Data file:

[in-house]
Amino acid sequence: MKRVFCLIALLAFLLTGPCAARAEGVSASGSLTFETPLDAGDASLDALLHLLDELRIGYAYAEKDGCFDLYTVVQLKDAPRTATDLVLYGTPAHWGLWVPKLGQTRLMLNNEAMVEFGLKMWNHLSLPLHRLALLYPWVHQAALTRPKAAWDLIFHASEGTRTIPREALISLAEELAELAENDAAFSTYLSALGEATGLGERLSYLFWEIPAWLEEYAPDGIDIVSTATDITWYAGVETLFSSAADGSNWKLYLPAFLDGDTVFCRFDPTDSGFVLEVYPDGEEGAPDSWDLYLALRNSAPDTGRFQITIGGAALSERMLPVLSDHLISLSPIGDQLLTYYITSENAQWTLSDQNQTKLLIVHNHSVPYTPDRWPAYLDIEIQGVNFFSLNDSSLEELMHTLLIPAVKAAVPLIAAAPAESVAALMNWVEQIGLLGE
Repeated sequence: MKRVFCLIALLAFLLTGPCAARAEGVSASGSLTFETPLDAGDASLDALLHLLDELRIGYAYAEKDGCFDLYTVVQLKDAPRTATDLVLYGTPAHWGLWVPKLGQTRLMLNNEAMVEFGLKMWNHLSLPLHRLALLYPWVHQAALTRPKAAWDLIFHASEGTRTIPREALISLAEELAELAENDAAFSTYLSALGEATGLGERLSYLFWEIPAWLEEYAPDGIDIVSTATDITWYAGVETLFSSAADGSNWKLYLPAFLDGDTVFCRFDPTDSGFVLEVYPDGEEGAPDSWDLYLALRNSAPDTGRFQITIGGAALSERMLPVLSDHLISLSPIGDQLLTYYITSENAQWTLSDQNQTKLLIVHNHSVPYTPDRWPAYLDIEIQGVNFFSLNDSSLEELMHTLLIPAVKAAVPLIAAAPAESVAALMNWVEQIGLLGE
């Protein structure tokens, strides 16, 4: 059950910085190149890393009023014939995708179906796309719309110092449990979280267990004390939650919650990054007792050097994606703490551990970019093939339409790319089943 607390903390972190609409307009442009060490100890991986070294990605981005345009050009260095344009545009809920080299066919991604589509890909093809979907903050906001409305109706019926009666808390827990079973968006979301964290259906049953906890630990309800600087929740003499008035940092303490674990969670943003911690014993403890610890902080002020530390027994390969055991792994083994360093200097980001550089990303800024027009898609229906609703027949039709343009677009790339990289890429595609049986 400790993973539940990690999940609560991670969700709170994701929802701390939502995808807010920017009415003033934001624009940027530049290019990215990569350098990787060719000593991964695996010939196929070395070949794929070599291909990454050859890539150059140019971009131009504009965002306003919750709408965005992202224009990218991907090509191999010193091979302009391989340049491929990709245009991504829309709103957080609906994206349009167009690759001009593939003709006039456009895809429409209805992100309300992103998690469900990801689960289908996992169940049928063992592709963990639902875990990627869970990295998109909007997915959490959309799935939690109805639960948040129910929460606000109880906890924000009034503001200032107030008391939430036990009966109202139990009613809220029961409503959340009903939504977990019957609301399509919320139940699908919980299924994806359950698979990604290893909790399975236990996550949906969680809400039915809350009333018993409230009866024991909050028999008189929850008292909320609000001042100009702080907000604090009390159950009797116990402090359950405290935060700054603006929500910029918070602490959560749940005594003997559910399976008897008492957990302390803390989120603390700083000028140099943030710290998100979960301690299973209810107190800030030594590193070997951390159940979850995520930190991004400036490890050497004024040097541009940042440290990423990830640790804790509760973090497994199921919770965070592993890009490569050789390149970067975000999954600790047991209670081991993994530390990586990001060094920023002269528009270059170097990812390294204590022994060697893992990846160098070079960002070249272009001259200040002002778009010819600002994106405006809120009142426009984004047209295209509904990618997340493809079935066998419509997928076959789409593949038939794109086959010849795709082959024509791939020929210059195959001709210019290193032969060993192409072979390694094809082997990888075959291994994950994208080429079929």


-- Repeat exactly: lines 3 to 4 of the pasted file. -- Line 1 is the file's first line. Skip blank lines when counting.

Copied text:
Repeated sequence: MKRVFCLIALLAFLLTGPCAARAEGVSASGSLTFETPLDAGDASLDALLHLLDELRIGYAYAEKDGCFDLYTVVQLKDAPRTATDLVLYGTPAHWGLWVPKLGQTRLMLNNEAMVEFGLKMWNHLSLPLHRLALLYPWVHQAALTRPKAAWDLIFHASEGTRTIPREALISLAEELAELAENDAAFSTYLSALGEATGLGERLSYLFWEIPAWLEEYAPDGIDIVSTATDITWYAGVETLFSSAADGSNWKLYLPAFLDGDTVFCRFDPTDSGFVLEVYPDGEEGAPDSWDLYLALRNSAPDTGRFQITIGGAALSERMLPVLSDHLISLSPIGDQLLTYYITSENAQWTLSDQNQTKLLIVHNHSVPYTPDRWPAYLDIEIQGVNFFSLNDSSLEELMHTLLIPAVKAAVPLIAAAPAESVAALMNWVEQIGLLGE
């Protein structure tokens, strides 16, 4: 059950910085190149890393009023014939995708179906796309719309110092449990979280267990004390939650919650990054007792050097994606703490551990970019093939339409790319089943 607390903390972190609409307009442009060490100890991986070294990605981005345009050009260095344009545009809920080299066919991604589509890909093809979907903050906001409305109706019926009666808390827990079973968006979301964290259906049953906890630990309800600087929740003499008035940092303490674990969670943003911690014993403890610890902080002020530390027994390969055991792994083994360093200097980001550089990303800024027009898609229906609703027949039709343009677009790339990289890429595609049986 400790993973539940990690999940609560991670969700709170994701929802701390939502995808807010920017009415003033934001624009940027530049290019990215990569350098990787060719000593991964695996010939196929070395070949794929070599291909990454050859890539150059140019971009131009504009965002306003919750709408965005992202224009990218991907090509191999010193091979302009391989340049491929990709245009991504829309709103957080609906994206349009167009690759001009593939003709006039456009895809429409209805992100309300992103998690469900990801689960289908996992169940049928063992592709963990639902875990990627869970990295998109909007997915959490959309799935939690109805639960948040129910929460606000109880906890924000009034503001200032107030008391939430036990009966109202139990009613809220029961409503959340009903939504977990019957609301399509919320139940699908919980299924994806359950698979990604290893909790399975236990996550949906969680809400039915809350009333018993409230009866024991909050028999008189929850008292909320609000001042100009702080907000604090009390159950009797116990402090359950405290935060700054603006929500910029918070602490959560749940005594003997559910399976008897008492957990302390803390989120603390700083000028140099943030710290998100979960301690299973209810107190800030030594590193070997951390159940979850995520930190991004400036490890050497004024040097541009940042440290990423990830640790804790509760973090497994199921919770965070592993890009490569050789390149970067975000999954600790047991209670081991993994530390990586990001060094920023002269528009270059170097990812390294204590022994060697893992990846160098070079960002070249272009001259200040002002778009010819600002994106405006809120009142426009984004047209295209509904990618997340493809079935066998419509997928076959789409593949038939794109086959010849795709082959024509791939020929210059195959001709210019290193032969060993192409072979390694094809082997990888075959291994994950994208080429079929």